Police and city officials believe the reward, raised from both public and private sources, will encourage the public to stay vigilant.
“Now it’s like the game show ‘Who Wants to be a Millionaire,’” said Anthony Burke, supervisory inspector for the U.S. Marshals regional fugitive taskforce. “Instead of one contestant, we’ve got 100,000, and there’s only one question you have to answer. All they have to answer is where he’s at, and we can take it from there.”
Meanwhile, LAPD resources remained strained as the department deployed 50 protection details to guard officers and their families who were deemed possible targets.
The charges filed in Riverside County did not include the Irvine killings.
Monica Quan, a former LAPD captain’s daughter, and her fiancé were found shot dead Feb. 3 in a car in the parking structure of their condominium. Dorner was named as the suspect in those killings on Wednesday.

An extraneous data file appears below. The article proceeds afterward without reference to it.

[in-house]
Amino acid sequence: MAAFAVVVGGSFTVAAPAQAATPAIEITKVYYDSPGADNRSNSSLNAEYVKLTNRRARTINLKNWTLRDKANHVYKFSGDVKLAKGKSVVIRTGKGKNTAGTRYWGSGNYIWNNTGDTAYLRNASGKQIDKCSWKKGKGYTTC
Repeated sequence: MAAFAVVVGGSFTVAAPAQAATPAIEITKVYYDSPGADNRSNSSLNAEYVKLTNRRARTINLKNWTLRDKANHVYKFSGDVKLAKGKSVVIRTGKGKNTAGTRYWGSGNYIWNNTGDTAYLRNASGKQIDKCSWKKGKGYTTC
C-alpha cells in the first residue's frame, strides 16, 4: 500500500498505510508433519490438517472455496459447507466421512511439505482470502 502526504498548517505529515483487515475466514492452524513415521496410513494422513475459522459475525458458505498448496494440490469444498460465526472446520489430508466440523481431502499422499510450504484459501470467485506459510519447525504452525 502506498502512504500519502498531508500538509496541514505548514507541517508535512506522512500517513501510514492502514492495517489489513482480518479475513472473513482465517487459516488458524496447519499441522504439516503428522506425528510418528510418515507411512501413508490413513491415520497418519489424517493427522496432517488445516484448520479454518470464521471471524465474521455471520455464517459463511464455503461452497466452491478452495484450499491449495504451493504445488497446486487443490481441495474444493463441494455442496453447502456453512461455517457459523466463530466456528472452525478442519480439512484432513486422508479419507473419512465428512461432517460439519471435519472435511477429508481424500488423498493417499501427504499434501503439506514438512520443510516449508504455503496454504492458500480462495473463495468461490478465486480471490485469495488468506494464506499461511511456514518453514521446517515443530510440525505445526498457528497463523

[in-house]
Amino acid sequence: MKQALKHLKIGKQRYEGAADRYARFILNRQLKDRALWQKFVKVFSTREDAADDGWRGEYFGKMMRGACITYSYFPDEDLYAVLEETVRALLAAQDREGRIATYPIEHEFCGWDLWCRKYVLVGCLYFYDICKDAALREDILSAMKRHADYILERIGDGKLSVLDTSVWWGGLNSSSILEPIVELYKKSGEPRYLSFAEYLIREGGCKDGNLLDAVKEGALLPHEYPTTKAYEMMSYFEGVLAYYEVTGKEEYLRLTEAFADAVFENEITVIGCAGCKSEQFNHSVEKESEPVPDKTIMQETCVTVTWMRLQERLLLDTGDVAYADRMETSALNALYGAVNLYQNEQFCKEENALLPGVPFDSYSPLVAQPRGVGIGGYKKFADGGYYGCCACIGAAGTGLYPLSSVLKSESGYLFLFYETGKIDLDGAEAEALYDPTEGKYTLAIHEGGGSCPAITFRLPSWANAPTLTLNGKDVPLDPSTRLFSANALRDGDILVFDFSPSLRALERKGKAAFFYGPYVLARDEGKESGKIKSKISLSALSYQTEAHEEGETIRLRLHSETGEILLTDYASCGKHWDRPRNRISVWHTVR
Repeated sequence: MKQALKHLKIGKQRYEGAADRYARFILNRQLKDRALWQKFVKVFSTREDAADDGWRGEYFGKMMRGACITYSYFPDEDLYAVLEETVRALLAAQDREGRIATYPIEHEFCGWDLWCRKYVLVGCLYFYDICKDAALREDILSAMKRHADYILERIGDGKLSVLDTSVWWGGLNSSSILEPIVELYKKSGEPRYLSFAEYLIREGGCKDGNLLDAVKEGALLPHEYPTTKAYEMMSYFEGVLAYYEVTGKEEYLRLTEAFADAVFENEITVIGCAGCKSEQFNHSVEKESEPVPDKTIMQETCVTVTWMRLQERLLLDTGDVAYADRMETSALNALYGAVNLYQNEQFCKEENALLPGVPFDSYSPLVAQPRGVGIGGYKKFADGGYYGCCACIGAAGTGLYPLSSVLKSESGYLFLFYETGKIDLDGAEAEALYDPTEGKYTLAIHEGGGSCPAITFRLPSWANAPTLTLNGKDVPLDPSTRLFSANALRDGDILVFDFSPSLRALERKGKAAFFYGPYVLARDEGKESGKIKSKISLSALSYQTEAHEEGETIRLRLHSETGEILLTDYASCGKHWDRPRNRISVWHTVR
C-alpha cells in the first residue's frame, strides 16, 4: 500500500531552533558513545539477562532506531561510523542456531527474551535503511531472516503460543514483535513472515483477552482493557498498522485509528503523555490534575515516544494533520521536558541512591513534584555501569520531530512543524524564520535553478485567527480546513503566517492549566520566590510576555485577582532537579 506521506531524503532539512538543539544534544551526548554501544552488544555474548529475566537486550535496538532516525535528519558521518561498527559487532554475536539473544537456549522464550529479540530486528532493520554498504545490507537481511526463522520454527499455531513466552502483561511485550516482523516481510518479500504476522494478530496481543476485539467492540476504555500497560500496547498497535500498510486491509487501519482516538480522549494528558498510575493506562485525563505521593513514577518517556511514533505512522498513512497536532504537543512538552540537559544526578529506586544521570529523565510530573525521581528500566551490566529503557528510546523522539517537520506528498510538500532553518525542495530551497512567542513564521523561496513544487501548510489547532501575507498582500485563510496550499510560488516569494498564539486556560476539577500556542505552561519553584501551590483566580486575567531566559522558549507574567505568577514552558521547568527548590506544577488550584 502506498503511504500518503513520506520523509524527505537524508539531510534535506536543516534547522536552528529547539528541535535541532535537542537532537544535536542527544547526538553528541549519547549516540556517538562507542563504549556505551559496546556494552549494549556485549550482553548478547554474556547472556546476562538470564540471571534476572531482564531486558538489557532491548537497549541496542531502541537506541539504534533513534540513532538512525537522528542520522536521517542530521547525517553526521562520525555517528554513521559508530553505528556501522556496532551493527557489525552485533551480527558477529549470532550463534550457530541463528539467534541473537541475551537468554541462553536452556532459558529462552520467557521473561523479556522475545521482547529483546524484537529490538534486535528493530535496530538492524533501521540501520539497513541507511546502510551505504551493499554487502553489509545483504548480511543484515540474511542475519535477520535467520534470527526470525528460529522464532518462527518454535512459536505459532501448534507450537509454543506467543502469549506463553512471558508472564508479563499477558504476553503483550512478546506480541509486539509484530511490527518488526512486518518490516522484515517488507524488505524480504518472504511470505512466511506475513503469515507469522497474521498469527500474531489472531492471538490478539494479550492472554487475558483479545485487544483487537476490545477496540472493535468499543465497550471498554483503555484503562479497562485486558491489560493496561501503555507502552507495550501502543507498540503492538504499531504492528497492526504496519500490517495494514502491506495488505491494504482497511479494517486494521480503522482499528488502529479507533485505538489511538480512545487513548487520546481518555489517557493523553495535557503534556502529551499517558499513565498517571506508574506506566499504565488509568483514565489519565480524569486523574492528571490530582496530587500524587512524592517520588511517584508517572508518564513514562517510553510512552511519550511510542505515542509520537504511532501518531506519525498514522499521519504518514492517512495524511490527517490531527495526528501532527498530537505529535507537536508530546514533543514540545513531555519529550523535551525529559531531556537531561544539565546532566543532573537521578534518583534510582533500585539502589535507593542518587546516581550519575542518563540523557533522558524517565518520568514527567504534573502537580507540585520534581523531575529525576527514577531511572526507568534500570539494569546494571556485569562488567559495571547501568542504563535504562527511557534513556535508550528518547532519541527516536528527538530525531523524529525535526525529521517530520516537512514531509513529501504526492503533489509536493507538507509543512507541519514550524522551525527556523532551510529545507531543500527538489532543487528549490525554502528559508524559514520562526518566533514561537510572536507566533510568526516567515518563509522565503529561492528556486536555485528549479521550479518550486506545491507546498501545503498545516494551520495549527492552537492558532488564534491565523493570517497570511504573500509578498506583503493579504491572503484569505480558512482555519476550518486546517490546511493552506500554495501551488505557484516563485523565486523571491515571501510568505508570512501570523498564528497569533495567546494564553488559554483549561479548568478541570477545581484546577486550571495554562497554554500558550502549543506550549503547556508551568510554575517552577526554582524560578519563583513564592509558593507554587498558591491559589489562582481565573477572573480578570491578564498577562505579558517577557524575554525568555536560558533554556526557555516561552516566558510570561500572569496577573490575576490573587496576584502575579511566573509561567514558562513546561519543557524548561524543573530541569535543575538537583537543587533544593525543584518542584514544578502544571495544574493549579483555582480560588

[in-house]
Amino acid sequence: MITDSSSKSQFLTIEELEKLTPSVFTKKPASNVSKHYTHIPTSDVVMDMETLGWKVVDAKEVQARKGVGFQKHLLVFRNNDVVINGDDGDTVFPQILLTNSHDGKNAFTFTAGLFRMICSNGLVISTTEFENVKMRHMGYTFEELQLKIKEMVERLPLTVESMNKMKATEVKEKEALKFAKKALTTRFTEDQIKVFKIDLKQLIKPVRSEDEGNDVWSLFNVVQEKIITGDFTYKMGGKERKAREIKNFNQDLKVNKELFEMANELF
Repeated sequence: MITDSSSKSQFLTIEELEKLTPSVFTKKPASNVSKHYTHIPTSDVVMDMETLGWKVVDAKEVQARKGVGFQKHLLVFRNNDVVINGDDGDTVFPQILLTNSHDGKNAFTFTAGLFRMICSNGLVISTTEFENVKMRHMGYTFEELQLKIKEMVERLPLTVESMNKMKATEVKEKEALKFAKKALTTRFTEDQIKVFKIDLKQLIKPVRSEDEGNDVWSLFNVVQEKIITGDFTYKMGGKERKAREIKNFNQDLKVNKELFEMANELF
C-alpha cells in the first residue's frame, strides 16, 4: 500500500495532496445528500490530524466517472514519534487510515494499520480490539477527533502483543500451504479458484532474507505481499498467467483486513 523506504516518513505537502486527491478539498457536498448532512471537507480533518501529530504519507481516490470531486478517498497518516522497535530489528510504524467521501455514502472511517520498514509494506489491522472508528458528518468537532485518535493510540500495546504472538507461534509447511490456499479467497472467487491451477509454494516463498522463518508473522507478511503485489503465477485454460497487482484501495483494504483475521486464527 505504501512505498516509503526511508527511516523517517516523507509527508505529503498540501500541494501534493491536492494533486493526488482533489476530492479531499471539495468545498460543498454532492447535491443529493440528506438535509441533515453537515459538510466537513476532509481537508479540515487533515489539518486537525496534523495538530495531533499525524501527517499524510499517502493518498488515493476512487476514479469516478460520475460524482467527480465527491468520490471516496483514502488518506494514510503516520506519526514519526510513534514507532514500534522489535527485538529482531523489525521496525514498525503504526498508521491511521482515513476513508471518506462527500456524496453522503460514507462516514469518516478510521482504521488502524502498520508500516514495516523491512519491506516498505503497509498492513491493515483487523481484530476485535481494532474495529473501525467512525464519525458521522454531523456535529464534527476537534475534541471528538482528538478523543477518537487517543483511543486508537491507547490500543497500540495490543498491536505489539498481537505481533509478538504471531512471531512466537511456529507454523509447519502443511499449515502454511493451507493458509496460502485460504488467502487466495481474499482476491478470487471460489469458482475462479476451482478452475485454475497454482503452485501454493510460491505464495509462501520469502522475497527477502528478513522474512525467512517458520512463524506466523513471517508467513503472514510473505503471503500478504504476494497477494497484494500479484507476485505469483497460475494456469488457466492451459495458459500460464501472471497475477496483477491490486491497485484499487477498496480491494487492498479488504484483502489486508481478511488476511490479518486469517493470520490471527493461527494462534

A federal agent who requested anonymity because of the ongoing investigation said officials had determined a call telling Quan’s father, Randal Quan, that he should have done a better job of protecting his daughter was a prank.
The violence escalated early Thursday in Riverside County, when police say Dorner got into a shootout with police in Corona, grazing an LAPD officer’s head with a bullet before escaping. Authorities believe Dorner then used a rifle to ambush the two Riverside police officers, killing one and seriously wounding another. The slain officer was identified as Michael Crain, 34.
Late last week, the manhunt focused on the Big Bear area of the San Bernardino Mountains, where authorities found Dorner’s burned-out truck with weapons and camping gear inside.
A greatly reduced force of 30 deputies searched there for the fifth day on Monday.